I have been preparing the environment here in KG34ac for weeks now but with all the rain we have been receiving I often need to go back and cut the field grass again that literally grows overnight! I have the WSPR NVIS Detector running again after doing some improvements to the online software but will need to shut it down again for a while as I am in the process of moving QTH.

Cleared areas for quick antenna deployments

I will be taking part in the two hour on foot RaDAR Sport category (Starting 12:00 UTC) again but will also listen out for other stations as a chaser station outside the RaDAR Sport timeframe.

Have fun!!!

The RaDAR Challenge – How to

The first RaDAR Challenge takes place from 00:00 UTC to 23:59 UTC on Saturday 2 April 2022. Contest details can be seen on http://radarops.co.za/index.php/radar-rules/

The RaDAR Challenge is for everyone. All logs however have to be logged online at http://www.radarops.co.za/radarsport/RaDAR_Sport.html In order to log online you will need a PIN which relates to your own call sign and can be obtained by contacting Eddie ZS6BNE at edleighton@gmail.com

The logging process is important. Logs can be uploaded via ADIF if you log your QSO’s using a different logging program but you will still need to edit RaDAR related fields online.

New log

As with any QSO log these are the standard fields that need to be logged. The frequency should be to the nearest kHz and the times in UTC and usually the time at the end of the QSO to be most accurate. This is important. RaDAR evaluations allow a maximum of five minutes difference in time. RST’s, Comments and Power are just additional information and not that critical as far as RaDAR evaluations go. Just good to know information.

RaDAR Related fields

The RaDAR Related fields are most important. With any RaDAR Challenge deployment only five contacts are needed for every deployment done. Some hams however make more than the required five contacts. Here you have a choice to mark the five QSO’s you consider to be the most important per deployment.

Category

Also very important, mark which category your RaDAR Chellenge is participating in. See the RaDAR rules for more info on these various categories. Evaluations are done online according to these various categories after the challenge. There is no need to submit a log, it is already online!

Your deployment grid locator and the other station grid are most important and important that they are accurate. Ideally both stations should be logging on the system as that validates the QSO and the exchange accuracy. This allows for bonus points to be generated during the evaluation process.

Mode of transport (If any)

Of course, your method of transport, if any, is important too. Fixed, field stations and moving stations have different multipliers. Make sure that you specify these criteria correctly.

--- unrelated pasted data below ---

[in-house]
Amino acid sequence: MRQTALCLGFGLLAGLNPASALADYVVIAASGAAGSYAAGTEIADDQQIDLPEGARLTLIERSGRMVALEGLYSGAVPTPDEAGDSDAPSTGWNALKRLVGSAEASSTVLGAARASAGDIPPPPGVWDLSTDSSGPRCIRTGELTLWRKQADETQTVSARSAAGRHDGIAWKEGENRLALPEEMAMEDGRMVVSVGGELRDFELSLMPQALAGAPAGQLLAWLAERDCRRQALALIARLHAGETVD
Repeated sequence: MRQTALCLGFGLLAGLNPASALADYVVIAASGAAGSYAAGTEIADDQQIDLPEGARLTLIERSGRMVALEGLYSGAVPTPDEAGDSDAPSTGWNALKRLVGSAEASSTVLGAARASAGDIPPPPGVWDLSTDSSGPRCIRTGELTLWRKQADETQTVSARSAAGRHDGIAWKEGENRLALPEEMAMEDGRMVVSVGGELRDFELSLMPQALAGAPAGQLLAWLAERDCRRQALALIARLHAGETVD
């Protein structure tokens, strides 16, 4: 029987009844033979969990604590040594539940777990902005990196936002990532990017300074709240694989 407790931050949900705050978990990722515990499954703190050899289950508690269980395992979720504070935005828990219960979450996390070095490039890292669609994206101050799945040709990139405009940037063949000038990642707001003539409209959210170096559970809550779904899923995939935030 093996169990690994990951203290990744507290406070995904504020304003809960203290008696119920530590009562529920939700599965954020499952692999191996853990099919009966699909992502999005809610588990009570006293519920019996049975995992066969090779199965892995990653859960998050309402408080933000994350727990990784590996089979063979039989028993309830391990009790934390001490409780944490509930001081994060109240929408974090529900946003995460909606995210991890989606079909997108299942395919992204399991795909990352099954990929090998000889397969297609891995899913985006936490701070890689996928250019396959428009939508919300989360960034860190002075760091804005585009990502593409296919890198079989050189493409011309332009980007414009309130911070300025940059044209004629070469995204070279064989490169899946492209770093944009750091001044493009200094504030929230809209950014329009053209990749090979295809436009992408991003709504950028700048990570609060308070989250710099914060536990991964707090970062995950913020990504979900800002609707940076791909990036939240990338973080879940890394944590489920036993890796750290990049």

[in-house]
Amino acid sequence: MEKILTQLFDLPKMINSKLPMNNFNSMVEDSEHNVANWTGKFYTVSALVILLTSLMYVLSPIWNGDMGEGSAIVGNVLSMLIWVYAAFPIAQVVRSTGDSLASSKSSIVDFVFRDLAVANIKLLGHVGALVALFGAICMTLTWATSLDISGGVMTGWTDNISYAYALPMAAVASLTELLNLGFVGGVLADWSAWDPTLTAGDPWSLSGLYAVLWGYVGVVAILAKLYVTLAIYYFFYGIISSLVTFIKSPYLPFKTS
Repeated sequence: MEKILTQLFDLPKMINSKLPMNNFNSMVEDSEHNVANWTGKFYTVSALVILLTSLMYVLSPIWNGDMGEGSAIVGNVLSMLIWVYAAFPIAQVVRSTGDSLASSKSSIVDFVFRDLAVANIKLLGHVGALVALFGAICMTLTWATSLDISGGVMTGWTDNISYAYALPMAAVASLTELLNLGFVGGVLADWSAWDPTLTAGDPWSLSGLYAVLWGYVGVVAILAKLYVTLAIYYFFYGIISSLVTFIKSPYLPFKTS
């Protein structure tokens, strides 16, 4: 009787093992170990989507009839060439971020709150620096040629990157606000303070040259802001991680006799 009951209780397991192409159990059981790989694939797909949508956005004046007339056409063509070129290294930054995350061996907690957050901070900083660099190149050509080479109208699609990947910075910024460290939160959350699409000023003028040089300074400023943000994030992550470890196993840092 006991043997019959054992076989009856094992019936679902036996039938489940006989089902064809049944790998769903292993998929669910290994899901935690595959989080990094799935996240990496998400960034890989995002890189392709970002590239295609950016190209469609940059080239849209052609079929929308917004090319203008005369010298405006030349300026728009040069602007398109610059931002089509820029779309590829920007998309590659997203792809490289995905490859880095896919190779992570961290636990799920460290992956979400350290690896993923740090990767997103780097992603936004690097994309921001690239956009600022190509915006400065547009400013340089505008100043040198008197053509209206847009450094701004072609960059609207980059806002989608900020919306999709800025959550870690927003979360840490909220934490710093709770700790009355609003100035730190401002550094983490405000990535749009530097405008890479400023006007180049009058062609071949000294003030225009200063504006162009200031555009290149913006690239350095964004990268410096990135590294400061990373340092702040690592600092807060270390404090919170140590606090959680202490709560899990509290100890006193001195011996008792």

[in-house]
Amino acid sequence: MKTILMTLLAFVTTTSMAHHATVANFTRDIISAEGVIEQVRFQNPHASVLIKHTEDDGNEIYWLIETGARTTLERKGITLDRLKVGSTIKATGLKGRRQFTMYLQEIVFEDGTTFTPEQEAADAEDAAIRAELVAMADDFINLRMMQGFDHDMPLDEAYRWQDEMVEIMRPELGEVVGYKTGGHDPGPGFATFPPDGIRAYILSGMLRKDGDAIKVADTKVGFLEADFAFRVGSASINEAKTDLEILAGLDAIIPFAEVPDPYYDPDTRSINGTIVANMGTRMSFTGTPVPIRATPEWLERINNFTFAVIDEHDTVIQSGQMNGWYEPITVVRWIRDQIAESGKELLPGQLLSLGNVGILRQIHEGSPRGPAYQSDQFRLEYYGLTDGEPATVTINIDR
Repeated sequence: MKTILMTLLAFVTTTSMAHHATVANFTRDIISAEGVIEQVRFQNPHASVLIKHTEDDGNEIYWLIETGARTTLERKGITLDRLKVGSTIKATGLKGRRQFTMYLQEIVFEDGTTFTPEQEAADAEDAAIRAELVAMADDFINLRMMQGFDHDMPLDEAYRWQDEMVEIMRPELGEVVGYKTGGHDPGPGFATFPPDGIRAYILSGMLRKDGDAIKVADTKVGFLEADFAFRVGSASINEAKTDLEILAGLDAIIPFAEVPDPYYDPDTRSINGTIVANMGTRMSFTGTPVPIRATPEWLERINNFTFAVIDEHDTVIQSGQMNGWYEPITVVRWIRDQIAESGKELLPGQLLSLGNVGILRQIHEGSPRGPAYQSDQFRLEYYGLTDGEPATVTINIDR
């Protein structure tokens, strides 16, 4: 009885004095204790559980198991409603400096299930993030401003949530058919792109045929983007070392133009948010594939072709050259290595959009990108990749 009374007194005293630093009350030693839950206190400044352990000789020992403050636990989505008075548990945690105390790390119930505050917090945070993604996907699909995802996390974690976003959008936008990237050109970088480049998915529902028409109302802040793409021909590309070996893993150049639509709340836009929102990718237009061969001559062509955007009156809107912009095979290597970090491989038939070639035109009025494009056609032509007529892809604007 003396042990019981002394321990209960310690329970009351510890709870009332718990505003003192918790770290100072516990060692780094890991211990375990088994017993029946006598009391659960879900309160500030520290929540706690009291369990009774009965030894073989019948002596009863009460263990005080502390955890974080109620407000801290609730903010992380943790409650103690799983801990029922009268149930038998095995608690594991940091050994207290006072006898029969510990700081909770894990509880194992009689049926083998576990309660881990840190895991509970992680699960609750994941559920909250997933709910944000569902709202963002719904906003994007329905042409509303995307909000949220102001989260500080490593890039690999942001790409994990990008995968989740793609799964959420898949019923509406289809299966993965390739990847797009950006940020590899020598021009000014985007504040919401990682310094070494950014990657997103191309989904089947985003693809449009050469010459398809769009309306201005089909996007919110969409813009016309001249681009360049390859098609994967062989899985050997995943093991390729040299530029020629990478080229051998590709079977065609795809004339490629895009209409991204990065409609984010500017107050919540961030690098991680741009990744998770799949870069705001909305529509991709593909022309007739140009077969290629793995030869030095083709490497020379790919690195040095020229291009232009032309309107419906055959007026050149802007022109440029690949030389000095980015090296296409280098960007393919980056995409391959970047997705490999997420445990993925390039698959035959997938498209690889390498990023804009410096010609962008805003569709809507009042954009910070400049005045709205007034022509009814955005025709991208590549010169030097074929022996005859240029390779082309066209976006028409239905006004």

Evaluations can be done online at any time by anyone. The evaluator can be accessed at http://www.radarops.co.za/radarsport/evaluate_Sprint.html

The goal of RaDAR

The QSO between Bob KK4DIV and Greg N4KGL is the goal we try to achieve during the RaDAR Challenges. Good luck and have fun!

73 de Eddie ZS6BNE

RaDAR – November 2021 “Official” results

I was busy refining the Evaluator to cater for all the RaDAR Challenge rules. I had to edit just about all the logs, not the QSO or Grid detail but adding “Power” which means nothing here really and adding the x / 5 markers estimating which QSO’s were most valid.

The overall result (Category X) November the sixth 2021 from 00:00 to 23:59 UTC

The graph shows all participants that actually logged their QSO’s online. Queries can be further done to determine the scores for the Categories A, B, C and D (Chasers).

Category A (24 Hour challenge)
Category B (Standard four hour challenge)
Category C (Two hour RaDAR Sprint)
Category D (RaDAR Chaser stations)

Category D operator can be active at any time on the day of the RaDAR Challenge. They are the chasers and the guys the moving RaDAR stations really need. They are usually fixed stations and possibly connected to the grid too.

There is however something I need to look into. I calculate the number of deployments by deviding the number of (Selected) contacts by 5 and rounding up. The number of contacts that chaser stations make are calculated in the same way although not seen as deployments but certainly can be seen as a multiplier for the many contacts the chaser station could make making himself available.

The categories are calculated separately so this should not present a problem, the multiplier for category D just needs a name and has not been mentioned to date.

RaDAR Sport – ZS3DR Test case

In the year 2021 RaDAR Sport was introduced and practical experiments done during the last of three challenges on November the sixth. Much development and updates were done to accommodate the situations which may arise during a RaDAR Challenge.

New fields were introduced into the online logger to cater for these situations and here presented as a test case and to explain how the online community logger and evaluator are used to evaluate any of the RaDAR Challenges.

Please refer to the RaDAR rules at http://radarops.co.za/index.php/radar-rules/

Page 1

The new columns introduced are Power and x / 5, where Category existed on the day of the challenge already. Here ZS3DR took part as a category B (SINGLE PERIOD, FOUR HOUR ops) RaDAR station, moving by vehicle (Vehicles, motorcycles and motorboats (motorized transport) – move 6 km every five contacts).

If more contacts were made than the required five per deployment, the best five QSO’s can be selected for evaluation. The best options are where a valid grid check took place (Bonus points) and second at least where QSO information has been validated by other operator log submissions. Good choices could be those where the operator is also taking part in the RaDAR challenges.